Next, you need to turn off the water. There is usually a shut-off valve behind the toilet along the wall. It is usually at the bottom of the water tank. Twist the valve clockwise to turn off the water supply.
After the water supply is turned off, carefully remove the lid to the tank and press down the flush lever. As you press it down, the tank will empty of water. If it empties completely, you can move on. If not, you’ll need to soak up the leftover water with a sponge and empty it into the toilet bowl.
Once the tank is completely empty of water, you need to fill up a five-gallon bucket with about three gallons of cold water. Pour the water into the toilet bowl. This will speed up the process of draining so the toilet will empty faster. The water may spill over the sides of the bowl, but that is what the towels are for.
The inside of the toilet will still be fairly wet. Soak up any leftover water. You may want to clean the inside of the bowl more thoroughly now that the water is gone. At this point, wait about two hours until the bowl and the rest of the toilet are completely dry.
Step 4: Sand the Surface
When the toilet is completely dry, you’ll need to sand off the surface of the toilet, both inside and out. This is the point of no return; if you start to sand your toilet, you’ll have to finish painting it.
Use 180-grit sandpaper and scrub at every surface that you’re going to paint until it is gritty. Don’t sand any areas that you don’t plan to paint. This will help the paint to stick properly. After sanding it, you’ll likely need to clean the toilet again to remove the porcelain dust.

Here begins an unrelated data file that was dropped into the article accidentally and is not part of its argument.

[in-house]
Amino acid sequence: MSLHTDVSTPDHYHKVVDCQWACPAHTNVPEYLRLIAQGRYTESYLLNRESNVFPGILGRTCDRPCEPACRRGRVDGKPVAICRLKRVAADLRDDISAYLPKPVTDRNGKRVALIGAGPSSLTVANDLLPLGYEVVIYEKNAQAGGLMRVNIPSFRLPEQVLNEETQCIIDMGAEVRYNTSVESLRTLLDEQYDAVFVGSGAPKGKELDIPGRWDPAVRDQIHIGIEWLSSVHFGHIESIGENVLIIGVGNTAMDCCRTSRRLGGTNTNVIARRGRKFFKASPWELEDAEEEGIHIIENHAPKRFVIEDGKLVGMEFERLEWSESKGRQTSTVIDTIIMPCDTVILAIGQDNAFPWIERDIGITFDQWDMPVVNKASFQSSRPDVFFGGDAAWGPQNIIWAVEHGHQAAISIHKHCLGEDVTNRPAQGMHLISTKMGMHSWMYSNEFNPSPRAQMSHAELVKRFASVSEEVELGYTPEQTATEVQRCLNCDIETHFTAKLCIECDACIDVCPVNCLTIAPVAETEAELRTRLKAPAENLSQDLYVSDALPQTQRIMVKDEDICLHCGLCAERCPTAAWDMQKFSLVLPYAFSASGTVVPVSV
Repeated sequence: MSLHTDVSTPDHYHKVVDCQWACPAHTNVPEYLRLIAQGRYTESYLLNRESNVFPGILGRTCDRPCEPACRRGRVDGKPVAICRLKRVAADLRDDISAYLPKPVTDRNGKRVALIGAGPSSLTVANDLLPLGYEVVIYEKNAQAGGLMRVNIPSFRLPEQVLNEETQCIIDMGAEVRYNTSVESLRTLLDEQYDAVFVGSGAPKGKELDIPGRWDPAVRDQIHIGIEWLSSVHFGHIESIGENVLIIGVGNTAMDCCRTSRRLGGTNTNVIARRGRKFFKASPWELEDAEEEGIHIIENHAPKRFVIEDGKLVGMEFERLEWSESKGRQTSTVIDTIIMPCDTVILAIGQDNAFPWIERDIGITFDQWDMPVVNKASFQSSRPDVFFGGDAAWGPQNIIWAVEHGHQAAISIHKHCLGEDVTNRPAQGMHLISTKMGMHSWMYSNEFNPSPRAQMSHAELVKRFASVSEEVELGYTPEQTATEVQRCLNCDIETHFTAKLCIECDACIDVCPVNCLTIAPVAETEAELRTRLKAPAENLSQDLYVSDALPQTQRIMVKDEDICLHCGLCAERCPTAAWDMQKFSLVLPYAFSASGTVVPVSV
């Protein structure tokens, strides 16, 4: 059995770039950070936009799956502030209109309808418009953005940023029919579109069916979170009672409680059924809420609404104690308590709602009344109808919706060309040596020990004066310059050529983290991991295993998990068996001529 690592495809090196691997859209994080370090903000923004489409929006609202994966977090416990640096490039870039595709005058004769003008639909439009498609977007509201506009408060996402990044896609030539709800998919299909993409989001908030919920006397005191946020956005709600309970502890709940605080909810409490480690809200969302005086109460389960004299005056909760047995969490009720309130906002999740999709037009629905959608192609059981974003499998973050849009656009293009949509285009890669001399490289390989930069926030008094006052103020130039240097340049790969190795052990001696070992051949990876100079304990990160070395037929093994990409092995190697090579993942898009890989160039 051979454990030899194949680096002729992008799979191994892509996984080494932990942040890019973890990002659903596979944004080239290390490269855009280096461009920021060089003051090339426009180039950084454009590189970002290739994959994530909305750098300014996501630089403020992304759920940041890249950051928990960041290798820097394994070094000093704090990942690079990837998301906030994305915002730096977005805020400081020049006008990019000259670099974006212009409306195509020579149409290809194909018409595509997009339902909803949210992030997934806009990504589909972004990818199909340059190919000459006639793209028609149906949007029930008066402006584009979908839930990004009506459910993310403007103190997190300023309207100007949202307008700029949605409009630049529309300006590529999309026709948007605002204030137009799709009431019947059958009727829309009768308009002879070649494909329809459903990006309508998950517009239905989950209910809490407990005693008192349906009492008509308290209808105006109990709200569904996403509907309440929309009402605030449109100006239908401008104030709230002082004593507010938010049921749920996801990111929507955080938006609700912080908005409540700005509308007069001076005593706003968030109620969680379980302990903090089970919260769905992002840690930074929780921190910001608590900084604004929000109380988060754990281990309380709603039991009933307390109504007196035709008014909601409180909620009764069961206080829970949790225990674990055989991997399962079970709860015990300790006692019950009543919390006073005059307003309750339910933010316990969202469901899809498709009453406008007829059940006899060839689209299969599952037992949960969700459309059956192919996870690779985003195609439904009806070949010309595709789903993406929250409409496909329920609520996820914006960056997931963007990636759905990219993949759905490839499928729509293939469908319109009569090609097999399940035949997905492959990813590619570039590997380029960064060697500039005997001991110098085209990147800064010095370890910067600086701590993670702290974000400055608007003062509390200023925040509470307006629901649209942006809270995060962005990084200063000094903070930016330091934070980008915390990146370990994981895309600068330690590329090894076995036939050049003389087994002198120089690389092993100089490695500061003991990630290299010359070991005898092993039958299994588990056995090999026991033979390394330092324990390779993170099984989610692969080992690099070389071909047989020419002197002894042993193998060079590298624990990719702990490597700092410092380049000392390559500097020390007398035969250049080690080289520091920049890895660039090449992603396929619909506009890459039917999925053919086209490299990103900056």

Step 5: Apply the Primer
You can start applying the primer when the surface is clean, sanded, and completely dry. You’ll first want to lay down drop cloths, newspapers, or some other surface that you don’t mind getting paint on to protect the floor. If there are any areas that you aren’t going to paint, cover them with painter’s tape.
Adding a primer/basecoat will help the paint adhere to the toilet. Try using an acrylic or latex primer. Depending on the type you get, you can paint it on or spray it. If you spray the primer on, make sure to wear a face mask and eye protection so that it doesn’t get in your mouth, nose, or eyes.
Step 6: Paint
Once the primer has dried, you can start painting. Wear eye protection and a face mask if you are using spray paint. You will probably need to apply multiple coats. You can add coats until it looks right to you. Make sure that the previous coat is completely dry before adding another one.
Step 7: Apply Topcoat
If you used spray paint, wait for it to dry, then add the epoxy topcoat. Again, this will help protect the paint from moisture and flaking. Make sure that it completely covers the paint in an even layer.
Step 8: Let It Dry and then Refill It with Water
You will need to wait about 6 hours for the paint to completely dry and set in properly. After six hours, you can safely turn the water back on and fill the toilet bowl again. Just turn the shut-off valve counterclockwise to turn the water supply back on. Once you’ve done that, you can use your freshly painted toilet!